This summer felt dominated both by Megan Thee Stallion's perfect catchphrase "hot girl summer" as well as the endless quest to both analyze and co-opt it. But Megan is part of a whole wave of women, from Cardi B and Princess Nokia to City Girls, Saweetie, and Rico Nasty, whose lyrics offer new perspectives on what it's like to be a woman in an era where new generations are remaking the rules. They might not be explaining their worldview the way academics do. But, hey, who really remembers what they read in dusty philosophy books anyway? Below, we picked out a few signature songs that carry this movement and analyze them like the feminist texts they are.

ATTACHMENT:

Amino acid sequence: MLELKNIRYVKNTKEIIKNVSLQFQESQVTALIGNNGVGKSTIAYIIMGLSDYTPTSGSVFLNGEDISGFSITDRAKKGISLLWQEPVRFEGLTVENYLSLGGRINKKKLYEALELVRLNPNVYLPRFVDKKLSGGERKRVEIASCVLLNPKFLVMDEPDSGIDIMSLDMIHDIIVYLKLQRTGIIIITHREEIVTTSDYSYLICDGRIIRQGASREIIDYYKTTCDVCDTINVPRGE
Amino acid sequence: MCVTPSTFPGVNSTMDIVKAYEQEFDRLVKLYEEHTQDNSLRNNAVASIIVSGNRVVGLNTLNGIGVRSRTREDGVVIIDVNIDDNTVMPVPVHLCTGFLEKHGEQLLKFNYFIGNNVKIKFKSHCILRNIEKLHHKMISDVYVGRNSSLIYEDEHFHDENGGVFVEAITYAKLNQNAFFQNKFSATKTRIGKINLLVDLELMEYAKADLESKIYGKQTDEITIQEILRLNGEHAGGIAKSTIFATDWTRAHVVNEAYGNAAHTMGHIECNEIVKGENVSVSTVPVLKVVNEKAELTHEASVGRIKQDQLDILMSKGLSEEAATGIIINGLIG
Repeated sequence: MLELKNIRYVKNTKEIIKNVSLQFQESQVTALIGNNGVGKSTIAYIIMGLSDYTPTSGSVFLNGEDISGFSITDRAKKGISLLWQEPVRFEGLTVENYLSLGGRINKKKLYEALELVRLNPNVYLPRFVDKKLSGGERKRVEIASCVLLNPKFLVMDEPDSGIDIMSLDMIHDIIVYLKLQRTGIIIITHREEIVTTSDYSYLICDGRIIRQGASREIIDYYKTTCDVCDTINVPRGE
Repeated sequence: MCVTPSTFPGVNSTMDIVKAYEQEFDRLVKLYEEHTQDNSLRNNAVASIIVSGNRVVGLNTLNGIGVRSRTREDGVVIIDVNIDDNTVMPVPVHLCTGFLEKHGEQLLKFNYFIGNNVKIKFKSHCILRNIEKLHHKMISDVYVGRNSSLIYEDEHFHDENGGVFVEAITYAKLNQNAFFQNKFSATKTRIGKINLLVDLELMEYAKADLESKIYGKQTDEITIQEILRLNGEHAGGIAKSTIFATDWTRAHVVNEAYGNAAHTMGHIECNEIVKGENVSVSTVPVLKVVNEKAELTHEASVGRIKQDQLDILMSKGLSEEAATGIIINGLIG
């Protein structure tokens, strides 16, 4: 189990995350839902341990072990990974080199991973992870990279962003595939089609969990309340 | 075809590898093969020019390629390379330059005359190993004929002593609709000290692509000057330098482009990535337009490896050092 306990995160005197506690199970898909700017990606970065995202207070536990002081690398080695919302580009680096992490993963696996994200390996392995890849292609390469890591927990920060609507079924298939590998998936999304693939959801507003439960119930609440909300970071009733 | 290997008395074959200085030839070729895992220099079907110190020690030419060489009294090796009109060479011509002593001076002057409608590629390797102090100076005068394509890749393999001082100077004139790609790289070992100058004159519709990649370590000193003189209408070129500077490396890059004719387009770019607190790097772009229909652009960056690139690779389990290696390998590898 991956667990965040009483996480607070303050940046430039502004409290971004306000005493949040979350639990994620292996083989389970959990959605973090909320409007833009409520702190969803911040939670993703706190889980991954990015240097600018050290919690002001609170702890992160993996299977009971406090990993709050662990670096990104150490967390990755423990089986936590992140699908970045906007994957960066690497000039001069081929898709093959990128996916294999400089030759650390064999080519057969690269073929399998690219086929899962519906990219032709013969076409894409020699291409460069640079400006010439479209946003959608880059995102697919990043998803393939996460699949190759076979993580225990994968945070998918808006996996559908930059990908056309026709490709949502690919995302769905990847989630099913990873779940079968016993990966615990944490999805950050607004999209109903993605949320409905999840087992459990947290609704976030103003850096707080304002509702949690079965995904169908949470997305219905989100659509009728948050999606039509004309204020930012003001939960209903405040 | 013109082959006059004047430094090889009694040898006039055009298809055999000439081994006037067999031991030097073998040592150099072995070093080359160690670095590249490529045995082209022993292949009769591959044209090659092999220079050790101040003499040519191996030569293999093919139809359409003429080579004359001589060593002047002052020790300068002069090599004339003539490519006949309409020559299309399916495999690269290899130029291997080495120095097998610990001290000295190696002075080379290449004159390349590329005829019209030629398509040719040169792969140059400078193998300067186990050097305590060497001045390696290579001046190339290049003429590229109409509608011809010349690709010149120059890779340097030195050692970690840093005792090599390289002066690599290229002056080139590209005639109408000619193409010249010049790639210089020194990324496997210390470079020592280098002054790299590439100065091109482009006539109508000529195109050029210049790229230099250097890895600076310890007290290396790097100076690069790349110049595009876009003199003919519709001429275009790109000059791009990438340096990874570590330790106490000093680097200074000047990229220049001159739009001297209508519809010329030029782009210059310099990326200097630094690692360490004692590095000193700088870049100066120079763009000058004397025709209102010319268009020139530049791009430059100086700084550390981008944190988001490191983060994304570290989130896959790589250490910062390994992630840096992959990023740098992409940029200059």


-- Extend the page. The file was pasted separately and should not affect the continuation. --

Megan Thee Stallion: "Pimpin," Fever, 2019
None of Megan's songs boil down her philosophy quite like her lyrics on "Pimpin,'" from this year's album Fever. It captures how Megan created a hypersexual persona that still doesn't cater to men. "Lick, lick, lick, lick, lick / This is not about your dick / These are simply just instructions on how you should treat my clit," she raps. The song paints a picture of a woman who enjoys sex for her own pleasure and doesn't put the needs of men above her own. As she says, "Damn I want some head but I chose the dough instead / I could never ever let a nigga fuck me out my bread." She's focused on her career and doesn't want audiences to be confused simply because she likes to rap about sex a lot. According to Megan, she's actually the farthest thing from boy-crazy: "Ain't no dick alive that can make me lose my mind / every nigga that done tried still be crying on my line."
BbyMutha: "Rules," Glow Kit: Blk Girl, 2016